LAS VEGAS — Lamborghini will expand the Urus range by taking it in two completely different directions. The SUV will go racing by the end of 2020, and it will gain a gasoline-electric hybrid powertrain. Autoblog sat down with Maurizio Reggiani, the head of the Italian firm's research and development department, at CES to get the latest on both projects.
An updated variant of the track-bound Urus ST-X concept (pictured) made its debut in 2019. Development work is ongoing in the automaker's Squadra Corsa department, Reggiani told us, and the model is scheduled to appear during the 2020 Lamborghini Super Trofeo World Final taking place in Misano, Italy, Oct. 31 to Nov. 1. "There will be a demo race where we'll present the format," Reggiani said.
Meanwhile, another team is busily developing the plug-in hybrid variant of the Urus. It's a relatively straightforward process, because the model's platform was designed with electrification in mind, and the other models built on it (including the Porsche Cayenne and the Bentley Bentayga) are already available with hybrid power. The trick is figuring out what Lamborghini can bring to the table to differentiate itself from its sister brands.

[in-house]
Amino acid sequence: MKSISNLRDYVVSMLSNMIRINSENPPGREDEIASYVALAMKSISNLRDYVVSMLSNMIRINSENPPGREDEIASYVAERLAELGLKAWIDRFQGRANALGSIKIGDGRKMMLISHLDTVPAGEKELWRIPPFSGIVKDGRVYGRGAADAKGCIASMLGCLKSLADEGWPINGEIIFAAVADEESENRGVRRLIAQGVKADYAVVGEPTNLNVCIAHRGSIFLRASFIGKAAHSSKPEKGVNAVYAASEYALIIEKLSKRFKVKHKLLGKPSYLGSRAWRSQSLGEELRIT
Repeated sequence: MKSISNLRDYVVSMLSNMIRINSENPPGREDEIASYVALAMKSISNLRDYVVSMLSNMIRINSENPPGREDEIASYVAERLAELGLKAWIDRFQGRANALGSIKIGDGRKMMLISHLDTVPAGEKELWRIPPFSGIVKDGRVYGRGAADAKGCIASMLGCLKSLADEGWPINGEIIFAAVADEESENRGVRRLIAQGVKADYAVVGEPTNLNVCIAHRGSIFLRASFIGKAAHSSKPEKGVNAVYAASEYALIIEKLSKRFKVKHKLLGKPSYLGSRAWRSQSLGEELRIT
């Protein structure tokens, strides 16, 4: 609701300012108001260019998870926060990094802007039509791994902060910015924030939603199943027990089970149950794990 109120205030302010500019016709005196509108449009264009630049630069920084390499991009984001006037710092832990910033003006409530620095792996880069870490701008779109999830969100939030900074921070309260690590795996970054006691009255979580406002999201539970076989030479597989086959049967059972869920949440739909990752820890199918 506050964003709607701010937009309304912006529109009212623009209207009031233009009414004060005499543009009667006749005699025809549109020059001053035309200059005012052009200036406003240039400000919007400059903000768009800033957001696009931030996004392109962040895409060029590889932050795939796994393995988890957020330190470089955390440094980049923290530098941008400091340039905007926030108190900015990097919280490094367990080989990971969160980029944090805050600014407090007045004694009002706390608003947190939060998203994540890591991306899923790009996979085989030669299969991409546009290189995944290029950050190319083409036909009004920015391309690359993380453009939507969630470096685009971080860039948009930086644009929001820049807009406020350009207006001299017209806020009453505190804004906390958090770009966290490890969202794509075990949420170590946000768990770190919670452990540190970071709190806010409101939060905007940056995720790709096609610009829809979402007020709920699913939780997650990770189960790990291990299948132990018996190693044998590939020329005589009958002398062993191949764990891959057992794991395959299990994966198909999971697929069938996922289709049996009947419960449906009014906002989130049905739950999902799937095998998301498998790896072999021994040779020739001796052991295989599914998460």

"The most important part will be to define in what way a Lamborghini must use this electric energy, and in what way we can be different from the other users of this platform," Reggiani said. While he stopped short of revealing what his team has decided, and he didn't share the model's unveiling date, he told us the driving mode selected will have a big effect on how the plug-in hybrid system dispenses electricity.
"We have seven different driving modes in the Urus, and what will be important is that every driving mode use electric power in a different way." Pressed for details, he singled out a "boost-oriented mode" created for maximum performance and an efficiency-focused mode that puts fuel economy front and center.
Lamborghini is also taking its supercars into hybrid territory. We already know the Aventador's successor will offer a gasoline-electric powertrain, but the system won't be related to the one fitted to the Urus. Making a hybrid supercar is far more challenging than putting the system in an SUV, due to weight and packaging constraints, and going entirely electric would be even more difficult. Reggiani asserts the technology isn't ready yet.
"When you drive a super-sport car, you want to have the freedom to do what you want. Freedom can mean going on the track for a day, and running the car lap after lap. Today, it's clear the battery technology isn't able to provide this." British rival McLaren came to the same conclusion, though Porsche begs to differ and touts the Taycan's endurance.